Instrumentality Tests Revisited
 In Proceedings of the Seventeenth Conference on Uncertainty in Artificial Intelligence
, 2001
"... An instrument is a random variable that is uncorrelated with certain (unobserved) error terms and, thus, allows the identification of structural parameters in linear models. In nonlinear models, instrumental variables are useful for deriving bounds on causal effects. Few years ago, Pearl introduced ..."
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Cited by 11 (0 self)
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An instrument is a random variable that is uncorrelated with certain (unobserved) error terms and, thus, allows the identification of structural parameters in linear models. In nonlinear models, instrumental variables are useful for deriving bounds on causal effects. Few years ago, Pearl introduced a necessary test for instruments which permits researchers to identify variables that could not serve as instruments. In this paper, we extend Pearl's result in several directions. In particular, we answer in the armative an open conjecture about the nontestability of instruments in models with unrestricted variables, and we devise new tests for models with discrete and continuous variables.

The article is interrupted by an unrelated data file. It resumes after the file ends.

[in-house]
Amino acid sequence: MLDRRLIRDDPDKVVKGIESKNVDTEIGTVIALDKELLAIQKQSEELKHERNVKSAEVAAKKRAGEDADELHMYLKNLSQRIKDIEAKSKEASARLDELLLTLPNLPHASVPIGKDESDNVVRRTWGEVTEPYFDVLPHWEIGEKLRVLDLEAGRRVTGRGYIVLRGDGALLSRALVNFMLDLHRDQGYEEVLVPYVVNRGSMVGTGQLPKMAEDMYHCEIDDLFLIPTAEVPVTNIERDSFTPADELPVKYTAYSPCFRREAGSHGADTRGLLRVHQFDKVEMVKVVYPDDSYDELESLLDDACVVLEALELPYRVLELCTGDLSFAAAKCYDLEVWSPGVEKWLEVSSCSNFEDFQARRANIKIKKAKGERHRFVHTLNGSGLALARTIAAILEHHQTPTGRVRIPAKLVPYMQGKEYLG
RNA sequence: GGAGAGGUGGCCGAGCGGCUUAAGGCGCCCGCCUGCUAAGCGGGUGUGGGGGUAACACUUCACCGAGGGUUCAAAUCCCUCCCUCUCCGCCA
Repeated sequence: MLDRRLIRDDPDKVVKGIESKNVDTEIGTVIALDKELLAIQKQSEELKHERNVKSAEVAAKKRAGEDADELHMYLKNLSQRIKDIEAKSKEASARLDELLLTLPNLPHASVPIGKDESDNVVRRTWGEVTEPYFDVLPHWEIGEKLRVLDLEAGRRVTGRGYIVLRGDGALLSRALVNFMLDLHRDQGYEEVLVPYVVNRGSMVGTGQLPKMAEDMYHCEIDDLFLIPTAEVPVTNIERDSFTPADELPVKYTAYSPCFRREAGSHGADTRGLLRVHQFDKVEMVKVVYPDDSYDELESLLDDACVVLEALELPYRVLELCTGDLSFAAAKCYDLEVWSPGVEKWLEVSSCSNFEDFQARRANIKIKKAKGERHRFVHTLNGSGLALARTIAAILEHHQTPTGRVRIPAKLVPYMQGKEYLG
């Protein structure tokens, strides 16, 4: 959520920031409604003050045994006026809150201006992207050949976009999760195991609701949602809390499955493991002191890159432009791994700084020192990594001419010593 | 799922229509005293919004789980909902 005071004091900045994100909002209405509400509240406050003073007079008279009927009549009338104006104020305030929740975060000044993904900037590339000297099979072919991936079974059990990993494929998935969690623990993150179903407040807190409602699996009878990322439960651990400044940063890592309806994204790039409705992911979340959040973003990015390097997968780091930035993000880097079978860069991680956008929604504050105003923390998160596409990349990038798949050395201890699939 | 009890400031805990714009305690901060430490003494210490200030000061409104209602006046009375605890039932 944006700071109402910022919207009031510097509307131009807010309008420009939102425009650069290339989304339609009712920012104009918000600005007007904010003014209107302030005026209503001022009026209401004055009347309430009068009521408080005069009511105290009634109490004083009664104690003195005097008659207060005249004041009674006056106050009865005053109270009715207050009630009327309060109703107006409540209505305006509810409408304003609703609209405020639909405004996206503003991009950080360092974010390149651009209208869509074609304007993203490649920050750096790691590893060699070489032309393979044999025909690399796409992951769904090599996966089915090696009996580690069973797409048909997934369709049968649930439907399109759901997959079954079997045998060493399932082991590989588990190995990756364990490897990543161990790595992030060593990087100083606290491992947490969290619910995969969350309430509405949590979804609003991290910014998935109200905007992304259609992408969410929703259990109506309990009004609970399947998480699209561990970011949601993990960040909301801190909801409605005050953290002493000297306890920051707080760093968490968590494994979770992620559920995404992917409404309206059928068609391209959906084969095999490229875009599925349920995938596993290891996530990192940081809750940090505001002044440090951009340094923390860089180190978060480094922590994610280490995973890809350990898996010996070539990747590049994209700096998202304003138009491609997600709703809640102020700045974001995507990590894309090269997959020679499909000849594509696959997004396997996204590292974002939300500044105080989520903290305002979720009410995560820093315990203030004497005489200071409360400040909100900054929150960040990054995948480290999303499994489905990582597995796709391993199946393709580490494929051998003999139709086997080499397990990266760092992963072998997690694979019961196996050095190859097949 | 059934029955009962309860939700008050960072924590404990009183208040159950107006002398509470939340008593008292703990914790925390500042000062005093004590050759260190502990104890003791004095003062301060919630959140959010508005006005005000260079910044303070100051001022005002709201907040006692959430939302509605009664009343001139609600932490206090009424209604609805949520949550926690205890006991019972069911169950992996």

Causal Inference in the Health Sciences: A Conceptual Introduction
 Health Services and Outcomes Research Methodology
, 2001
"... This paper provides a conceptual introduction to causal inference, aimed to assist health services researchers benefit from recent advances in this area. The paper stresses the paradigmatic shifts that must be undertaken in moving from traditional statistical analysis to causal analysis of multivari ..."
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Cited by 7 (0 self)
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This paper provides a conceptual introduction to causal inference, aimed to assist health services researchers benefit from recent advances in this area. The paper stresses the paradigmatic shifts that must be undertaken in moving from traditional statistical analysis to causal analysis of multivariate data. Special emphasis is placed on the assumptions that underlie all causal inferences, the languages used in formulating those assumptions, and the conditional nature of causal claims inferred from nonexperimental studies. These emphases are illustrated through a brief survey of recent results, including the control of confounding, corrections for noncompliance, and a symbiosis between counterfactual and graphical methods of analysis.
Inequality constraints in causal models with hidden variables
 In Proceedings of the Seventeenth Annual Conference on Uncertainty in Artificial Intelligence (UAI06
, 2006